The clock is a testament to [Ivan]’s design skills in the 3D printed space. Taking advantage of his large format printer, each segment consists of a front panel, large single-piece diffuser, LED carrier, and backing plate. There are plenty of nice touches, from the interlocking ridges between each digit, to integral printed arrows on the inside that guide installation of the LED strips. Fit and finish approaches the level of a commercial product, a reward for [Ivan]’s years of practice in the field.
Electronically, an ESP8266 runs the show, synchronizing the time over its in-built WiFi connection. Each segment contains 9 WS2812B LEDs, wired up in a single long strip that’s addressed by the microcontroller. This means that the segments can be lit up to any color of the rainbow, though [Ivan] is a man who best appreciates the look of classic red.
Roman numerals are, by modern standards, a bit unusual. By virtue of using designations for both 5 and 10, and not scaling well to higher numbers, they’ve fallen out of favor outside of some specific uses. One of those is in time keeping, in which many clocks use the classical numerals instead of the more popular Arabic replacements. [Nicola]’s clock does too, albeit in a rather unusual way.
The build begins with a faux-neon palm tree LED decoration, which is gutted and refitted with a WS2812B LED strip, run by an Arduino Nano. An RTC is used to keep accurate time, and the time is set by running a one-off program to initialise the clock.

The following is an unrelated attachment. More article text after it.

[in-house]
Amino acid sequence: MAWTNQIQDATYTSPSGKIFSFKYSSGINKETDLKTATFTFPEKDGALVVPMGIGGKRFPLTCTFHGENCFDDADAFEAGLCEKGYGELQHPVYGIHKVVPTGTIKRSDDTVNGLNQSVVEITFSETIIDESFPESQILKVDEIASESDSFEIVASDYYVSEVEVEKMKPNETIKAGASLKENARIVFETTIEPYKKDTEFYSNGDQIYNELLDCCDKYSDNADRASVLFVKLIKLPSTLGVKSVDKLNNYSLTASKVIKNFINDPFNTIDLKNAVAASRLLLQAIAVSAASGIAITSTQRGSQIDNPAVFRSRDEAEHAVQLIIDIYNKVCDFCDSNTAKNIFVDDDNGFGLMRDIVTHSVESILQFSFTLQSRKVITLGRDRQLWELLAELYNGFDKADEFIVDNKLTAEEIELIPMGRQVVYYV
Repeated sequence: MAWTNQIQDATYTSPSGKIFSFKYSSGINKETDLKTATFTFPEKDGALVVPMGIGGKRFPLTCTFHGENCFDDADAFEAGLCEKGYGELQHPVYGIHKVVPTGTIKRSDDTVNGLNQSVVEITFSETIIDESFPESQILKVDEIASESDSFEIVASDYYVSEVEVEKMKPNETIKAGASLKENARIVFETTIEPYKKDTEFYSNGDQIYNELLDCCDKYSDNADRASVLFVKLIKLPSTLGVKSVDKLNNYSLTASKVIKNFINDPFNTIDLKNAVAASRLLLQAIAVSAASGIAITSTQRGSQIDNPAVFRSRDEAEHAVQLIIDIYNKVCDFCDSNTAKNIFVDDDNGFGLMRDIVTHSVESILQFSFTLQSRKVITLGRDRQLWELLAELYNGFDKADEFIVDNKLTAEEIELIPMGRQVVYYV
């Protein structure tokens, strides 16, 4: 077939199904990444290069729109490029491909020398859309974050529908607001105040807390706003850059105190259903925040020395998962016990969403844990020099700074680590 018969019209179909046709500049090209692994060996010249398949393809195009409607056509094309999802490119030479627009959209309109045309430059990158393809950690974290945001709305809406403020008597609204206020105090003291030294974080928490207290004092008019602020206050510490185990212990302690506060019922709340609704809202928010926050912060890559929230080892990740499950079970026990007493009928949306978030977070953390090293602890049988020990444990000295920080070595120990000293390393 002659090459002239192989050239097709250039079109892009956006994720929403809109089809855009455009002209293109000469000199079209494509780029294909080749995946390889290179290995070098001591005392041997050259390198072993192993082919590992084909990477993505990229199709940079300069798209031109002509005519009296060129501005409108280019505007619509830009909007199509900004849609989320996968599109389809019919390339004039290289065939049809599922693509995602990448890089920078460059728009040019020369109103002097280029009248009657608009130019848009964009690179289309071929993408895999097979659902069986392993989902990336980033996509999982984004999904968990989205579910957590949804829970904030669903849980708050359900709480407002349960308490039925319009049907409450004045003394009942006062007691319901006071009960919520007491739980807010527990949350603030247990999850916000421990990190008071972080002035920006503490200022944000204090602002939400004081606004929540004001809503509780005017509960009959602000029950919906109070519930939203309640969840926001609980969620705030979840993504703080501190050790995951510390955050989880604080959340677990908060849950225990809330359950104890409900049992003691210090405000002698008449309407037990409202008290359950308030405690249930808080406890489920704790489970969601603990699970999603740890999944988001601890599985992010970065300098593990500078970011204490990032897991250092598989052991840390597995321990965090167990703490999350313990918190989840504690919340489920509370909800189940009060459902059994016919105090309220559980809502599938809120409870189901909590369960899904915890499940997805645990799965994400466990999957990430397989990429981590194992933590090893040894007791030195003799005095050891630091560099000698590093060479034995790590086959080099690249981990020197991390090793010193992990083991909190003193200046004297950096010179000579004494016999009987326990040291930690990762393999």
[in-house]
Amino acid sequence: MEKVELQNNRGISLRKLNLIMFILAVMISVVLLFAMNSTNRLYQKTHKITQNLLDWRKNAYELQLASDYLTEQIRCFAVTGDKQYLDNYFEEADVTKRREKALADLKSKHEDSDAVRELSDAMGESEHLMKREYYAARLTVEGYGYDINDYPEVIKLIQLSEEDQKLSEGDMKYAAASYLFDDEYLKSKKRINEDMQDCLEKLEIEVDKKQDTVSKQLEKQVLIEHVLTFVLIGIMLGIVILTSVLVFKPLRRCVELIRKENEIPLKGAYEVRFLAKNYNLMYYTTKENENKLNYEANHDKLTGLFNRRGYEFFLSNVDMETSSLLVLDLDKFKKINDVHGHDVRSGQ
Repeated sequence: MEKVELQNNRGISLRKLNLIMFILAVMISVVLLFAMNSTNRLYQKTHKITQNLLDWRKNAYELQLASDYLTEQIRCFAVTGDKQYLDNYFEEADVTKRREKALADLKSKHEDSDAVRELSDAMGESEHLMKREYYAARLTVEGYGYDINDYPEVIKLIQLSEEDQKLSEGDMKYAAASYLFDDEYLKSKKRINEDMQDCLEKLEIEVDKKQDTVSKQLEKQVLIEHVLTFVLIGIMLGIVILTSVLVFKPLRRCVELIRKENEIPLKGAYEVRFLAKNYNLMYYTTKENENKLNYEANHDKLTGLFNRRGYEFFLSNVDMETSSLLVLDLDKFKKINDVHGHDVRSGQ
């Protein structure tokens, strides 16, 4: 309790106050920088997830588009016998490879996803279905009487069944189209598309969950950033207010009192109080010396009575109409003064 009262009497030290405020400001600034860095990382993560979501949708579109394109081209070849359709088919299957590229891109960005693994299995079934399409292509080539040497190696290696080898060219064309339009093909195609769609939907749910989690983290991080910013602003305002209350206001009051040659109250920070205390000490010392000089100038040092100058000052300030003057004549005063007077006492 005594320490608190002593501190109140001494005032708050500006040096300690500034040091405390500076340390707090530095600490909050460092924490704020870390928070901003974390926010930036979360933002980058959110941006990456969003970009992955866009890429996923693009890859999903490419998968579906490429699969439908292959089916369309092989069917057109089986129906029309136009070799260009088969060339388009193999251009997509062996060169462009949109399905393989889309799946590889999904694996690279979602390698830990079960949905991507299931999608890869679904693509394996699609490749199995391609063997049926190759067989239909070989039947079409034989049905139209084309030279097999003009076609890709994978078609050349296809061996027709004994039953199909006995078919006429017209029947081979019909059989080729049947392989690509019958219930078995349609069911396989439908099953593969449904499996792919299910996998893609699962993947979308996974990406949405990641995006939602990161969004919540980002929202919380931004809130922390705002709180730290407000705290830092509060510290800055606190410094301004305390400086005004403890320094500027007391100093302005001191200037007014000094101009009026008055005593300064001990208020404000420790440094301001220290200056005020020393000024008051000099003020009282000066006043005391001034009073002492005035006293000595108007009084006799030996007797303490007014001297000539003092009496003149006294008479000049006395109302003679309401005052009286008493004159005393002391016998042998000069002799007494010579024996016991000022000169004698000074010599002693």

To tell the time, the LEDs are color coded. However, instead of using a binary representation that many can find unfamiliar, colors are chosen instead to correspond to Roman numerals. Blue, green, red and yellow are chosen to represent 1, 5, 10, and 50, or I, V, X, and L respectively. The Github has more details for the curious. The clock uses 24 hour time, and we think we’ve figured out how the display works – with hours on the left and minutes on the right.
We see so many clocks here at Hackaday, and among those we see our fair share of binary clocks. But to see one that at first sight looks as though it might be a commercial product when it is in fact a one-off project is something special. That’s just what [Tobi4sDE] has done though, with his desktop BCD binary LED clock.
The front panel is a black PCB on which sit the LEDs that form the binary display, and its back holds an ATMega328P microcontroller and DS3231 real-time clock. A smart desktop case is 3D-printed, and while the clock is USB-powered it features a CR2032 coin cell as a backup to hold the time while the USB is disconnected.
Unexpectedly he’s used a mini USB socket rather than the expected micro USB, but the rest of the clock is one we’d probably all have on our desks given the chance. We’d even go so far as to say we’d have this one as a kit if it were available.
Of course, regular readers will notice that this isn’t the only high-standard BCD timepiece you’ll have seen recently, though the other one was a wristwatch.
At a glance, little Mr. Rise and Shine can see if it’s time to spread cheer, or if he has to stay in his room and play a bit longer. At 6:00AM, the light powers on and glows red. At 6:50, it turns yellow for 10 minutes. At the first reasonable hour of the day, 7:00AM, it finally turns green. In reading the code, we noticed that it also goes red at 8:00PM for 45 minutes, which tells us it also functions as a go-to-sleep indicator.